• Substantiated: the allegations raised were found to be accurate and true.
  • Not substantiated: the allegations raised were found to be inaccurate or untrue.
  • Closed due to the lack of actionable information: the original report only provides high-level allegations and no details that would allow a start of an investigation.
  • Partially substantiated: elements of the original allegations have been found to be accurate and true, but others have not been confirmed. This option can be tricky to use for reporting and statistics since the conclusions do not appear to be straightforward so, in case it’s implemented, investigators must carefully manage the expectations of their stakeholders.

Consequences

Consequences management can fall predominantly in the remit of other functions than the Investigation team, and normally occurs after the investigation process has been completed. Nevertheless, keeping records of the consequences of an internal investigation is a strong element to prove the efficiency of the investigative process, so the incident log in CMS should include fields to record them. Below are few examples of consequences values that can be set in the system:

  • Warning to employee or employees
  • Dismissal of employee or employees
  • Report to police

Capturing the consequences of the investigation within the CMS should be based on internal policy guidelines, employee law, and privacy considerations.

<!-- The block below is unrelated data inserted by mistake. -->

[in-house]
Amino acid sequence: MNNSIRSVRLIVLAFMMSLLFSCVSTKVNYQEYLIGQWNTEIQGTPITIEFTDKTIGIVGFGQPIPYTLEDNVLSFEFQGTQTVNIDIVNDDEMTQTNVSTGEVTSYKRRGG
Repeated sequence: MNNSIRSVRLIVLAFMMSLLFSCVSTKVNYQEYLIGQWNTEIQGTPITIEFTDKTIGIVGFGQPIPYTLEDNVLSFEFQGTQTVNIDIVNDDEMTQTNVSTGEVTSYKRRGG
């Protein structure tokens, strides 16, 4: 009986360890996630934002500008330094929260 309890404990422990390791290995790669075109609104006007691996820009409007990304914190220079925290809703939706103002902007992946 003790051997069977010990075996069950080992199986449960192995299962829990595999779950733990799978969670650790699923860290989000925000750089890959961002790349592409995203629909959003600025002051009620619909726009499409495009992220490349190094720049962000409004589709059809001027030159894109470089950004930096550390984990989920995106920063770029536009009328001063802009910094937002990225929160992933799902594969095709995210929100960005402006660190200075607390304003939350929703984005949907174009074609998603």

Investigation lifecycle

An investigation record can be organised in different lifecycle phases to facilitate the monitoring of the process and guarantee compliance. The CMS can be built to display these steps in the interface. Lifecycle elements should be derived from company processes and policies.

  • New incident: creation of the record in the system inputting the minimum and mandatory set of information that triggered the process.
  • Assessment: initiating the triage process by sharing the record with key stakeholders in charge to decide on the kick-off of the investigation and associated methodology.
  • Investigation: execution of investigative activities by the case owner.
  • Findings: inputting key information in the system, e.g. documents and sharing outcome with stakeholders.
  • Closure: recording final comments and decisions and complete the case record.

Other internal requirements

The above list of the basic data fields for the management of the investigative records can be optionally expanded further by considering other internal drivers, which are defined by each organisation to fit perfectly with their specific requirements. Company policies that can underpin the use of the CMS would encourage the organisation’s user base to utilise the system and input the required data as a matter of policy compliance.